Elliott Abrams

Pressure Points

Abrams gives his take on U.S. foreign policy, with special focus on the Middle East and democracy and human rights issues.

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Who Will Condemn Haniyah’s Call for Terror?

by Elliott Abrams
December 15, 2011

With the Palestinian Authority still negotiating for a unity government with Hamas, and elections now scheduled for May 2012, it is worth asking whether Hamas has changed. Has the effect of the Arab Spring, where Islamist parties have won elections in Tunisia, Morocco, and Egypt, led Hamas to turn away from terrorism toward the ballot box or to moderate any of its positions?

Here is what the Hamas leader Ismail Haniyah, Gaza’s “prime minister,” told a huge rally in Gaza on December 13:

We affirm that armed resistance is our strategic option and the only way to liberate our land, from the [Mediterranean] sea to the River [Jordan]. God willing, Hamas will lead the people… to the uprising until we liberate Palestine, all of Palestine.

So, the commitment to terrorism and the absolute refusal to accept the existence of Israel remain. Indeed, this was a call for the violent destruction of the Jewish State. Those who, like Secretary of Defense Panetta, continue to say “just get to the damn table” are blinding themselves to the most obvious problems of the “peace process.” Putting aside the fact that it is the Palestinians, not Israel, who are refusing to go to the table, is it worthwhile negotiating with half of the Palestinian polity when the other half is announcing such goals, and any agreement that might be reached cannot be implemented?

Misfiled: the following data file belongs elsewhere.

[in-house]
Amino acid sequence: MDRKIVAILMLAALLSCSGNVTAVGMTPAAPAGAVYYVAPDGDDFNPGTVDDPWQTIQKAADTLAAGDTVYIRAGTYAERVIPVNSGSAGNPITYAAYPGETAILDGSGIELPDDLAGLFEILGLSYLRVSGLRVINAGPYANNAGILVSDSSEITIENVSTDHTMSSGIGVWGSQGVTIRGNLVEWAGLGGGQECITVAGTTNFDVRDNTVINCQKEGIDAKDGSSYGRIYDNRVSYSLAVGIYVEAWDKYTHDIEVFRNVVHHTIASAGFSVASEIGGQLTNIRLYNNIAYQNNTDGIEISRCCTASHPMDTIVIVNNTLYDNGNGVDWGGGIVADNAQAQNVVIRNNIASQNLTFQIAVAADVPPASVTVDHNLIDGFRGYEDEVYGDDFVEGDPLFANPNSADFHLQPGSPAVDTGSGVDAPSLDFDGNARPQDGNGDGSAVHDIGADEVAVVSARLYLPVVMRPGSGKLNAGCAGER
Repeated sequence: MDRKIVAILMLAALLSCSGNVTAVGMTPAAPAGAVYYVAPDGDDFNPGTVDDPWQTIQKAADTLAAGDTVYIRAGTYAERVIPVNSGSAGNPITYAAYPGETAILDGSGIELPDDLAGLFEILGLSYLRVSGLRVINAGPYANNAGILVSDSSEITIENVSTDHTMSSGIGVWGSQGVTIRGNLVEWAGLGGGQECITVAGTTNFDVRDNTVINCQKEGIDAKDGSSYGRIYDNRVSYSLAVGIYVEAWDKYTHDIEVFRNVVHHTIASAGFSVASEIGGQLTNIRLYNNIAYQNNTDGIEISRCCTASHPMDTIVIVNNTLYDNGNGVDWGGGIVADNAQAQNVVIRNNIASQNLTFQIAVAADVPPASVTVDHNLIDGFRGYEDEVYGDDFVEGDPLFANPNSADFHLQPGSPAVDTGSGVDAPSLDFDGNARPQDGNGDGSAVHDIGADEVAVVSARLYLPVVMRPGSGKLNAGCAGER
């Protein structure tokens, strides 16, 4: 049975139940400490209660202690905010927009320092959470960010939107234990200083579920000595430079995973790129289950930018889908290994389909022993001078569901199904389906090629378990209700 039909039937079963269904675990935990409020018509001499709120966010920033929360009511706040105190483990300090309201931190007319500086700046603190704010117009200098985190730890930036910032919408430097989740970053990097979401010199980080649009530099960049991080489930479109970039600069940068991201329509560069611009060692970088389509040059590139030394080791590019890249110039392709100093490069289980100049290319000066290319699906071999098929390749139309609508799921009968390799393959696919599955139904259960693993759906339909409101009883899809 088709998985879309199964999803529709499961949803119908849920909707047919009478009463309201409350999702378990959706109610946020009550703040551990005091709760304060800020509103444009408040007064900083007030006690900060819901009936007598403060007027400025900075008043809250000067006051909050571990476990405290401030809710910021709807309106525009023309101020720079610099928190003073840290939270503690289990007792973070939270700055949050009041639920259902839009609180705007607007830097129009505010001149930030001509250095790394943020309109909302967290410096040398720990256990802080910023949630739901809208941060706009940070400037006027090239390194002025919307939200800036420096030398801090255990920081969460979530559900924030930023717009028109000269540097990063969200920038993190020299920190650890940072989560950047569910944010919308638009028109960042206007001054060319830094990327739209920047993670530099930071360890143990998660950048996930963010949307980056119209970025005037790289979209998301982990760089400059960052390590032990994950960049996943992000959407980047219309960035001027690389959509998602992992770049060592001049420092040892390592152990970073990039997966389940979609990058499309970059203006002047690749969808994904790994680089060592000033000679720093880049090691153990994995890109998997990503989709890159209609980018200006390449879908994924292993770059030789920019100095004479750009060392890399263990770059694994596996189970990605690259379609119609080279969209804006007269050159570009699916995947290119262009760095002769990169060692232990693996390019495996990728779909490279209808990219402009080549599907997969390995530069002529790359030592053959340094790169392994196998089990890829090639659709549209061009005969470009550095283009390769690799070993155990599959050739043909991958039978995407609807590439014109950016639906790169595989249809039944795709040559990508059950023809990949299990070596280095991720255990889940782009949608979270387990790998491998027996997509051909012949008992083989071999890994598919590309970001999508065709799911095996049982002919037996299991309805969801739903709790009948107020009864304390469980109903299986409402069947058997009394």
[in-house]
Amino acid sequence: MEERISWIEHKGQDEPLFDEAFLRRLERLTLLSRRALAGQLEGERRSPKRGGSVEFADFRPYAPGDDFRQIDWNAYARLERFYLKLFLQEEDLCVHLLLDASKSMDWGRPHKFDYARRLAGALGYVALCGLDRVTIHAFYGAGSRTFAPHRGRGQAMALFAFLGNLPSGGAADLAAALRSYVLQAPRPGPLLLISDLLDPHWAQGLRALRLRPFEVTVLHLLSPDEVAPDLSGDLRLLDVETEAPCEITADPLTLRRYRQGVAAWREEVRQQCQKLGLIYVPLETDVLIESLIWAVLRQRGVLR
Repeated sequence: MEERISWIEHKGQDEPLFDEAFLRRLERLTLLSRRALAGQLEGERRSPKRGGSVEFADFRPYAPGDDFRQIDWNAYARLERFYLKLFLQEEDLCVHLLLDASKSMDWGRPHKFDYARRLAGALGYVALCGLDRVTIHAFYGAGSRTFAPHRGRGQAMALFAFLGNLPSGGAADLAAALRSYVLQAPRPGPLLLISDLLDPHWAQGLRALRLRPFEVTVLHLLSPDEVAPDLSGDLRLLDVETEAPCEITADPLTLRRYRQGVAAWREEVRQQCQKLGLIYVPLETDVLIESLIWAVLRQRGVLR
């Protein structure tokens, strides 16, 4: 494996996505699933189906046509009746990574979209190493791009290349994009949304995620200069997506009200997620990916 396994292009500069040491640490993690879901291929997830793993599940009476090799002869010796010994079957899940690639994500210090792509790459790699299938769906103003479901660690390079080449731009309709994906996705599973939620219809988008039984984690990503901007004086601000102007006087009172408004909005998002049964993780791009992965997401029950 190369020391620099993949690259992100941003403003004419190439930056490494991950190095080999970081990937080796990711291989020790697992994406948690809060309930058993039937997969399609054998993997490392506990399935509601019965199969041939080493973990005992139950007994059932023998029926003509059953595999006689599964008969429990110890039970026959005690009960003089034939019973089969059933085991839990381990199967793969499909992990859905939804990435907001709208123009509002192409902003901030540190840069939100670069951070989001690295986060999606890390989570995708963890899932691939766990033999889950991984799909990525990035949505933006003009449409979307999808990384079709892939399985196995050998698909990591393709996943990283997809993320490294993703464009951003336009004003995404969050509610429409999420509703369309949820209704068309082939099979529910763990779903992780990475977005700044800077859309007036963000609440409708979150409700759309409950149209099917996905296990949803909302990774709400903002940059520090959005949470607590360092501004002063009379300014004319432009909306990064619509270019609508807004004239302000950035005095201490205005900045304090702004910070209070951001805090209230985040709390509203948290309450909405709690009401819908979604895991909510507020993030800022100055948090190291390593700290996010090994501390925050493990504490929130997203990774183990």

In fact the Haniyah statement raises once again another issue: should a terrorist group still committed to violence be permitted to contest the elections? In 2006, the United States and the Quartet said yes, because a group might in theory abandon violence after winning and then be a suitable participant in democratic politics. Perhaps there are circumstances, in some places, where that theory would apply, but it should not be applied to Hamas, in 2012; Hamas has shown that it will not abandon its goals or its methods.

Given that Hamas is a part of the Muslim Brotherhood, here is a question about other Brotherhood groups, affiliates, or sympathizers coming to power in other Arab lands: will they denounce Hamas for such statements and call for a peaceful settlement? Will they say they agree with PLO leader and PA President Mahmoud Abbas’s rejection of terrorism? How they talk about these issues, and how they treat Hamas leaders, will tell us a good deal about the political paths they will take. It is not the only litmus test, but it will be a useful one.

 

Post a Comment 3 Comments

  • Posted by Dean Smallwood

    ” …it is worth asking whether Hamas has changed .”

    Since we haven’t seen a large number of them drop dead recently ( and that would be the only way the organization would materially change ) the answer would have to be “No” .

  • Posted by Dan Friedman

    A much more honest question is will the diplomatic class ever have enough evidence in front of it to concede the “peace process” is an exercise in futility conducted at Israel’s expense?

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